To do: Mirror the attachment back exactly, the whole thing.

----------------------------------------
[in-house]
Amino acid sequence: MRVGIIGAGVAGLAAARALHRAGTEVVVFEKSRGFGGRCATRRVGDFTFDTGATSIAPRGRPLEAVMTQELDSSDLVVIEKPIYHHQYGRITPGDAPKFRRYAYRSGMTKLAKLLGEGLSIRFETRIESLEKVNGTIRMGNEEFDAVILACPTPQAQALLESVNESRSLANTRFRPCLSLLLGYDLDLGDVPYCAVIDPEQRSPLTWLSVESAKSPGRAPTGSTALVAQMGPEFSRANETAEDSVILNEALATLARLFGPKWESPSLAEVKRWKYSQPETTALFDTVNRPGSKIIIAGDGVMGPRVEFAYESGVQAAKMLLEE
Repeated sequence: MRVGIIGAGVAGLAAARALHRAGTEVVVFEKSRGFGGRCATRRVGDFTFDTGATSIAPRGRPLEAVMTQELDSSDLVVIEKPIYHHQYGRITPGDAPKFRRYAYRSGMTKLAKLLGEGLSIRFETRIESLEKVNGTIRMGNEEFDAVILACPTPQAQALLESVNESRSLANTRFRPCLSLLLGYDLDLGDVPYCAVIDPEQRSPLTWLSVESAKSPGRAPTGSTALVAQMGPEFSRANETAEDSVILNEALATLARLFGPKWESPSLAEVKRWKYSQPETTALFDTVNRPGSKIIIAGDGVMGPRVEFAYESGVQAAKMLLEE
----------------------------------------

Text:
[in-house]
Amino acid sequence: MRVGIIGAGVAGLAAARALHRAGTEVVVFEKSRGFGGRCATRRVGDFTFDTGATSIAPRGRPLEAVMTQELDSSDLVVIEKPIYHHQYGRITPGDAPKFRRYAYRSGMTKLAKLLGEGLSIRFETRIESLEKVNGTIRMGNEEFDAVILACPTPQAQALLESVNESRSLANTRFRPCLSLLLGYDLDLGDVPYCAVIDPEQRSPLTWLSVESAKSPGRAPTGSTALVAQMGPEFSRANETAEDSVILNEALATLARLFGPKWESPSLAEVKRWKYSQPETTALFDTVNRPGSKIIIAGDGVMGPRVEFAYESGVQAAKMLLEE
Repeated sequence: MRVGIIGAGVAGLAAARALHRAGTEVVVFEKSRGFGGRCATRRVGDFTFDTGATSIAPRGRPLEAVMTQELDSSDLVVIEKPIYHHQYGRITPGDAPKFRRYAYRSGMTKLAKLLGEGLSIRFETRIESLEKVNGTIRMGNEEFDAVILACPTPQAQALLESVNESRSLANTRFRPCLSLLLGYDLDLGDVPYCAVIDPEQRSPLTWLSVESAKSPGRAPTGSTALVAQMGPEFSRANETAEDSVILNEALATLARLFGPKWESPSLAEVKRWKYSQPETTALFDTVNRPGSKIIIAGDGVMGPRVEFAYESGVQAAKMLLEE